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Customer Service: 5 Ways to Boost Professional Development

Posted on March 02, 2016 by Phyllis Gillman

Networking for Career Growth

We all have personal and professional aspirations. In fact, as the year kicked-off, you may have scribbled down a list of resolutions you hoped to complete. Or maybe you met with your manager and established work-related goals you’d like to master as an individual and with your team. 

But with so much going on, how can you balance what you've already got on your plate with the improvements you strive to make as a professional? In this week's Candid Customer Service, Phyllis offers her two cents on developing as a professional with simple adjustments in how you spend your time.

Professional Development & Networking

As you balance a demanding career with your personal life, you might feel like you have very little time for professional growth, classes and learning. While we all feel overwhelmed with what’s currently on our plate, there are so many ways you can improve your customer service skills, build your technology expertise and grow as a professional. 

Networking events, customer service books and publications and professional associations can be great ways to learn from peers and hone your skills. But there are countless small steps and improvements that can also make a big impact on your career development. Here are some of the easy ways I strive to improve without exhausting all of my resources and time:

1.  Connect and Network

This week marks one of the biggest technology events for Vertafore customers, NetVU16. Whether you’re here in San Antonio, connecting with other insurance industry professionals, or you weren’t able to make it to the event this year, you can still learn and engage. Many large events, like NetVU16, offer event livestreaming as well as on-demand video, white-papers and downloadable information that is helpful to you even if you couldn’t attend. 

Have a big event you wish you could attend? Do some research about what resources are offered during and after the event for people who weren’t able to make it. Sign up for relevant webinars (some of which are also available on-demand) and learn on your schedule, at your leisure. 

2.  Networking Everywhere You Go

I seem to meet new people everywhere I go. I find that I can learn something exciting from many of the people I encounter. With just a smile or some friendly words, I’ve stumbled upon people I have a lot in common with, still keep in touch with and receive important insight from. 

On a recent flight, I met a woman who is the president of a professional women’s association in my area. We continue to meet up and connect over coffee. Sometimes there is great value in turning off the electronics and tuning into what’s going on around you. You never know who you’re sitting next to on your commuter bus, in line at the grocery store or at a child’s extracurricular event. You don’t have to attend a fancy business event to network, there are interesting people around you constantly.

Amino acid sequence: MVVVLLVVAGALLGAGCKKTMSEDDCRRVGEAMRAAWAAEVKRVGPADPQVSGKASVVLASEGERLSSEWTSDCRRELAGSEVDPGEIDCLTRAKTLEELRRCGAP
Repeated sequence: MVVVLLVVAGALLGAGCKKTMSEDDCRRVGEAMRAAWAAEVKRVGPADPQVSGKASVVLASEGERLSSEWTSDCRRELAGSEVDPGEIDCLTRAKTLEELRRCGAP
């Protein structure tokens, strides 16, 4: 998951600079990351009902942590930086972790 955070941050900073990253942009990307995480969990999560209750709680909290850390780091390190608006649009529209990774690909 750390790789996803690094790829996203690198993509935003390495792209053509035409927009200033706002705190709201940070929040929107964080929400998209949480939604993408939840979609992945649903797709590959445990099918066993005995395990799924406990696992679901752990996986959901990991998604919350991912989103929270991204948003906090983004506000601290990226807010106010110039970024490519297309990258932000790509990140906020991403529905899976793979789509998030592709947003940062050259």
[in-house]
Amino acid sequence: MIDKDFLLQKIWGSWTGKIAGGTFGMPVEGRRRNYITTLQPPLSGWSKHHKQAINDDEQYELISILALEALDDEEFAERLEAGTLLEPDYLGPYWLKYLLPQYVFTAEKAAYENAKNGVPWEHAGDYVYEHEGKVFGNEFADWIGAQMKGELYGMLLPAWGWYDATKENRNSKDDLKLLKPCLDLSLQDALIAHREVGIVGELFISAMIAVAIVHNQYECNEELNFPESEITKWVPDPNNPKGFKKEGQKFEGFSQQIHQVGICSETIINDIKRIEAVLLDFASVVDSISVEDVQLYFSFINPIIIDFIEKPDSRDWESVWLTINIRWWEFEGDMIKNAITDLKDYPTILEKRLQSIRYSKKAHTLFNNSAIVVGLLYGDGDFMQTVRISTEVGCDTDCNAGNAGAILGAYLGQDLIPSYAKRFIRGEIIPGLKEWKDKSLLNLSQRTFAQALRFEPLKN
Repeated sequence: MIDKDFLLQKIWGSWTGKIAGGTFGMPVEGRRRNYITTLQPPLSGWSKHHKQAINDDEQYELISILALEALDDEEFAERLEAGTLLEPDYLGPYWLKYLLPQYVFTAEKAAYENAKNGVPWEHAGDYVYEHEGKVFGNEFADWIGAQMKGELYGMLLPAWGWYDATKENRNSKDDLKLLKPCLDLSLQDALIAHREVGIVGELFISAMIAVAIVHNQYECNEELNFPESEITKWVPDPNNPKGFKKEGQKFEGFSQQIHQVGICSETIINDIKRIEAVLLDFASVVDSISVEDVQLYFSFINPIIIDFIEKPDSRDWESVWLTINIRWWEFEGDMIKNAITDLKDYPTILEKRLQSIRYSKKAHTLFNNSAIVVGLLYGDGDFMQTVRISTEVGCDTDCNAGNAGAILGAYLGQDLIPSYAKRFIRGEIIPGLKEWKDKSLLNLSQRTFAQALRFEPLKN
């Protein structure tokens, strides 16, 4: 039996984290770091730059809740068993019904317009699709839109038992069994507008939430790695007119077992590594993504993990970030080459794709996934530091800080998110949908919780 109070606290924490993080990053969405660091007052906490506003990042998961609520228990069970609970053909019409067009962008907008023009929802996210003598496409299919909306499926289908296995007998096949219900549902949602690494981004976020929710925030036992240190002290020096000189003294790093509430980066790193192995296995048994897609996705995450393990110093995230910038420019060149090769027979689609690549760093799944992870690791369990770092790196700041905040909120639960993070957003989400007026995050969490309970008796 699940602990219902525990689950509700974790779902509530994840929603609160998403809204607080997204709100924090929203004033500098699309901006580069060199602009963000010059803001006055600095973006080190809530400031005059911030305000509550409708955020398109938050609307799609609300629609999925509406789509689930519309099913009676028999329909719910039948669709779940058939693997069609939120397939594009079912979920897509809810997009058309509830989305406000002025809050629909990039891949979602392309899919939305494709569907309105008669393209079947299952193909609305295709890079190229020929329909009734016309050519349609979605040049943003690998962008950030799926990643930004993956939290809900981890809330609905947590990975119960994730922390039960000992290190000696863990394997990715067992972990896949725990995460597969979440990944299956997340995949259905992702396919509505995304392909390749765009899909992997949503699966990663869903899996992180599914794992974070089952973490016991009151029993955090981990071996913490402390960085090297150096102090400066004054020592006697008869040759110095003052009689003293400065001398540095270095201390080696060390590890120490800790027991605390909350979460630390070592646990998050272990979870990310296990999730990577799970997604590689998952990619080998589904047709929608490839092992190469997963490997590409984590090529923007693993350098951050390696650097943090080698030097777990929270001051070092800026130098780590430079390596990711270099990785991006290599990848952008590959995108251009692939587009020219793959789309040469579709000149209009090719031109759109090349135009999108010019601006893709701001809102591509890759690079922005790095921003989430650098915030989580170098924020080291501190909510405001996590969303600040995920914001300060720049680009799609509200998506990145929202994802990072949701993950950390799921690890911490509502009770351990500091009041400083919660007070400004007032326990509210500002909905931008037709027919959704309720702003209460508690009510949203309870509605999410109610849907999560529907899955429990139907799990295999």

3.  Start an Office Lunch and Learn 

Look around you. It’s safe to assume you have some gifted team members. Look at some of the strengths you and your colleagues have. Is Jenny excellent at excel? Is Tom a talented wordsmith? Host a brown bag lunch and learn session with your co-workers once a month and share your strengths with each other. You will all become more efficient employees and it can be empowering to share your expertise and talents.  

4.  Look for a Medium That Fits Your Lifestyle

Choose some learning opportunities that coincide with your lifestyle. 

Do you have a lengthy drive to work? Look for service related podcasts. Ride public transportation? Grab a customer service book to read a couple days a week. Spend time waiting on the kids at practice? Join related LinkedIn groups and ask questions and read short, relevant articles posted by your peers and industry influencers. 

Check out a couple of Phyllis’ favorite Customer Service podcasts: 

Focus on Customer Service: One of my favorite service podcasts, Focus on Customer Service interviews and discusses customer service related topics with various representatives for brands that are known for their customer service. Some of the brands whose customer service expertise is featured include Southwest Airlines, Shutterbox, Modcloth and Twitter. 

Crack the Customer Code: A customer-centric podcast focused on the delivery of exceptional customer experiences to promote loyalty, retention and advocacy. 

5.  Become an Expert in a New Skill (every year)

Focusing on one skill can help you make great strides in a specific aspect of your job. Choose something you’re particularly interested in or need extra practice at. For the next year, work on becoming an expert in that skill. 

From social media to public speaking to specific computer programs, delving into one topic can give you the focus you need to truly master it. Take online courses, watch how-to videos, read books, listen to podcasts and webinars and seek out help from someone who is talented at that skill. Before you know it, you’ll see marked improvement and it will be time to pick a new skill or program to ace. 

Enjoy my twice-monthly tips and tricks? Subscribe to my newsletter here and get Customer Service tips and best practices delivered right to your email box. 

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As a 27-year customer service veteran in the insurance industry, Phyllis Gillman has spent more than her fair share of time helping clients and customers. In her long stint in the industry, she’s answered over 702,000 phone calls.


You can stay updated on Phyllis’ favorite customer service tips, tricks and trends by subscribing here.





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